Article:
Red Ash Trees in Wisconsin

Fast-growing, strong-branched and tolerant of many conditions, even wet soils, the red ash (Fraxinus pennsylvanica) is becomes a perfect shade tree for all of Wisconsin's counties. Its tightly furrowed, corky bark make this ash species ornamental, as does the golden fall foliage. The tree can reach 50 to 60 feet. For the least amount of litter, choose male-flowering varieties that do not produce seeds.

Marshall's Seedless

Sometimes simply called 'Marshall', the male-flowering red ash variety 'Marshall's Seedless' is the first seedless red ash selection widely used in the horticultural trade. Vigorously growing to a height of 50 feet, it attains an irregularly shaped, rounded pyramid-like canopy. Its glossy green leaves change to crisp yellow in autumn. Very old trees sometimes revert branches to produce female flowers and, thus, seeds.


Also a male, seedless variety, 'Patimore' develops a much more uniform, rounded canopy that makes an exceptionally ornamental tree for street medians or parks. It produces glossy green leaves that turn yellow in fall. Growing 45 feet tall and 35 feet wide, this selection sometimes reaches 60 feet on healthy, old specimens. 'Patimore' ranks among the finest red ash varieties because of its shape and overall disease resistance, although canker and verticillium wilt increasingly occur in southern Wisconsin counties.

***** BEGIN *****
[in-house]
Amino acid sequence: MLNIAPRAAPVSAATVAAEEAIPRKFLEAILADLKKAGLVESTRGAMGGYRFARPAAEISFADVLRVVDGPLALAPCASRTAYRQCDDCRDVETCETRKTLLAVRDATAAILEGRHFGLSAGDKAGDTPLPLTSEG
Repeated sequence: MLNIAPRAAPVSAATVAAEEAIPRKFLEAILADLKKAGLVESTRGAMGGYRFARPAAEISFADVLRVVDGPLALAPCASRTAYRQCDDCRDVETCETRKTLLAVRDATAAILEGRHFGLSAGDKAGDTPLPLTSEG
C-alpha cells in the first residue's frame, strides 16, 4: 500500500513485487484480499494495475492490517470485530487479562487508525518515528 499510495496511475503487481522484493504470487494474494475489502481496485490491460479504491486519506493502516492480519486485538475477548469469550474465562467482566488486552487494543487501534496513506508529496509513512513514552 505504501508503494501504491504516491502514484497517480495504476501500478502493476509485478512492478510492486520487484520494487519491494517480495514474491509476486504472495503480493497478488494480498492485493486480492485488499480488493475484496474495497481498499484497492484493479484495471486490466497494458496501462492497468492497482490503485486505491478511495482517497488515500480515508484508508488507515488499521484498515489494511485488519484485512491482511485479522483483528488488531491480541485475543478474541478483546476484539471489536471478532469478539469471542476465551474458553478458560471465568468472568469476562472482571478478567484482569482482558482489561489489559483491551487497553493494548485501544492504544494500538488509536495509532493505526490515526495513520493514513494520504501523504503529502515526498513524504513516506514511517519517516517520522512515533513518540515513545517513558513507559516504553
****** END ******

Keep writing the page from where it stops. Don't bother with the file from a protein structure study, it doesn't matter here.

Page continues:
Developed and selected by Minnesotan horticulturists, 'Summit' doesn't produce seeds. It grows with a strong central leader trunk to form a pyramidal canopy that is upright yet slightly rounded. Its glossy green leaves turn a rich golden yellow slightly earlier in autumn than other red ash varieties. This tree reaches a mature heights of 45 feet with spread of 25 feet. Variety 'Lednaw', sold as Aerial, is an improvement upon 'Summit', but grows only 12 feet wide, being much more column-like in form.

Keywords: Fraxinus pennsylvanica, green ash, shade trees, Wisconsin gardening

About this Author

James Burghardt has written for "The Public Garden," "Docent Educator," non-profit newsletters and for horticultural databases, becoming a full-time writer in 2008. He holds a Master of Science in public horticulture from the University of Delaware and studied horticulture and biology in Australia at Murdoch University and the University of Melbourne.